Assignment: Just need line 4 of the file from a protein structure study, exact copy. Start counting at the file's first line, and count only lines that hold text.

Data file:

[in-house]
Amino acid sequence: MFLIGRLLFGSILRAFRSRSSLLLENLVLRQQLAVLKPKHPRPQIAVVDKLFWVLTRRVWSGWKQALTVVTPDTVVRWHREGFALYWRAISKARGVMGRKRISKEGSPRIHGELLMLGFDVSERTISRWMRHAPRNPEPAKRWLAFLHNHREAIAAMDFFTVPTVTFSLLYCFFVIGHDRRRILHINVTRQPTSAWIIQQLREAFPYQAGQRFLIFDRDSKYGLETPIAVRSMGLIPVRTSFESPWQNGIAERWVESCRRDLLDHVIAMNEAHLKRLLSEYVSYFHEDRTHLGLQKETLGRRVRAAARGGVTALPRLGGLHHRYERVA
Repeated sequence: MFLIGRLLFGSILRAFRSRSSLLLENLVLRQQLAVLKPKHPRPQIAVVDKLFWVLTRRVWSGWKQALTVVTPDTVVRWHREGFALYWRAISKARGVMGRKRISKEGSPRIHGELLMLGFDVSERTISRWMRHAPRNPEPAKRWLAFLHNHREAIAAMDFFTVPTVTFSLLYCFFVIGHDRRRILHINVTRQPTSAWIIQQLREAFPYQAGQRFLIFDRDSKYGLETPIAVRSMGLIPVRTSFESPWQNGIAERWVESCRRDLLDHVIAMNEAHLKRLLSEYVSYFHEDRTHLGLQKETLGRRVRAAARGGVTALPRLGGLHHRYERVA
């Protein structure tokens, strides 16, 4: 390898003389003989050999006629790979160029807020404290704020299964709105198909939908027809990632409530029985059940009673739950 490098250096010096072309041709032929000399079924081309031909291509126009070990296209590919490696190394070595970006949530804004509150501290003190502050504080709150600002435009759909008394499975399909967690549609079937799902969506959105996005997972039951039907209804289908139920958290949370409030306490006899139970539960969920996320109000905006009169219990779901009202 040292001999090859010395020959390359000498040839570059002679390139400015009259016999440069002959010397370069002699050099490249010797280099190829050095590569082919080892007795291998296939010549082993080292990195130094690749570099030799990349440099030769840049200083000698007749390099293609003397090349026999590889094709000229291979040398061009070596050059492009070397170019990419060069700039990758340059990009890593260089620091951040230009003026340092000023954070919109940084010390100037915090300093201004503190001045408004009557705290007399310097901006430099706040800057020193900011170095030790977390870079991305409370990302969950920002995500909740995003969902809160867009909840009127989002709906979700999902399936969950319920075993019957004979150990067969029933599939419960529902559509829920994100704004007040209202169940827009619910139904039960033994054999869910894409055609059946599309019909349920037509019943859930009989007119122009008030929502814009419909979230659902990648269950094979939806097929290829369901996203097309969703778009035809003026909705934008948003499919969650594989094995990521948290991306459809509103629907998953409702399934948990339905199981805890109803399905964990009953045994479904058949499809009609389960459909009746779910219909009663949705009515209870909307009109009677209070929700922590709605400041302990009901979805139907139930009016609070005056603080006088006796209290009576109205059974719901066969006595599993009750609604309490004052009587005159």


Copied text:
């Protein structure tokens, strides 16, 4: 390898003389003989050999006629790979160029807020404290704020299964709105198909939908027809990632409530029985059940009673739950 490098250096010096072309041709032929000399079924081309031909291509126009070990296209590919490696190394070595970006949530804004509150501290003190502050504080709150600002435009759909008394499975399909967690549609079937799902969506959105996005997972039951039907209804289908139920958290949370409030306490006899139970539960969920996320109000905006009169219990779901009202 040292001999090859010395020959390359000498040839570059002679390139400015009259016999440069002959010397370069002699050099490249010797280099190829050095590569082919080892007795291998296939010549082993080292990195130094690749570099030799990349440099030769840049200083000698007749390099293609003397090349026999590889094709000229291979040398061009070596050059492009070397170019990419060069700039990758340059990009890593260089620091951040230009003026340092000023954070919109940084010390100037915090300093201004503190001045408004009557705290007399310097901006430099706040800057020193900011170095030790977390870079991305409370990302969950920002995500909740995003969902809160867009909840009127989002709906979700999902399936969950319920075993019957004979150990067969029933599939419960529902559509829920994100704004007040209202169940827009619910139904039960033994054999869910894409055609059946599309019909349920037509019943859930009989007119122009008030929502814009419909979230659902990648269950094979939806097929290829369901996203097309969703778009035809003026909705934008948003499919969650594989094995990521948290991306459809509103629907998953409702399934948990339905199981805890109803399905964990009953045994479904058949499809009609389960459909009746779910219909009663949705009515209870909307009109009677209070929700922590709605400041302990009901979805139907139930009016609070005056603080006088006796209290009576109205059974719901066969006595599993009750609604309490004052009587005159």